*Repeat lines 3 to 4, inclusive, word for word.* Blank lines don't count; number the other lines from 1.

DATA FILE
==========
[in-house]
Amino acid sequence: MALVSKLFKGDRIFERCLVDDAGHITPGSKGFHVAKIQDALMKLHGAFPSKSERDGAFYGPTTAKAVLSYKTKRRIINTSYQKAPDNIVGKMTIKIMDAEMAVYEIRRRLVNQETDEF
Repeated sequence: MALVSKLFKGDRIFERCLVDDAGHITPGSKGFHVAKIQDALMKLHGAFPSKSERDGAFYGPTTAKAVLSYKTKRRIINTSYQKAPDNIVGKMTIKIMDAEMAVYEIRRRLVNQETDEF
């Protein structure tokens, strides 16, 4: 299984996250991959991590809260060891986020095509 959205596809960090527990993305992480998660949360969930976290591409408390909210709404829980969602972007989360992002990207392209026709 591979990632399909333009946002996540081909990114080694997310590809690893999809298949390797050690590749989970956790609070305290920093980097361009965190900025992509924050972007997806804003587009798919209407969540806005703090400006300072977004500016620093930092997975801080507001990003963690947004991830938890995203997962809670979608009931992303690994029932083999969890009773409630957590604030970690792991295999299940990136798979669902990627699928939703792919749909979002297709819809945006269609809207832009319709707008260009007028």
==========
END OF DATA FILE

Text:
Repeated sequence: MALVSKLFKGDRIFERCLVDDAGHITPGSKGFHVAKIQDALMKLHGAFPSKSERDGAFYGPTTAKAVLSYKTKRRIINTSYQKAPDNIVGKMTIKIMDAEMAVYEIRRRLVNQETDEF
């Protein structure tokens, strides 16, 4: 299984996250991959991590809260060891986020095509 959205596809960090527990993305992480998660949360969930976290591409408390909210709404829980969602972007989360992002990207392209026709 591979990632399909333009946002996540081909990114080694997310590809690893999809298949390797050690590749989970956790609070305290920093980097361009965190900025992509924050972007997806804003587009798919209407969540806005703090400006300072977004500016620093930092997975801080507001990003963690947004991830938890995203997962809670979608009931992303690994029932083999969890009773409630957590604030970690792991295999299940990136798979669902990627699928939703792919749909979002297709819809945006269609809207832009319709707008260009007028």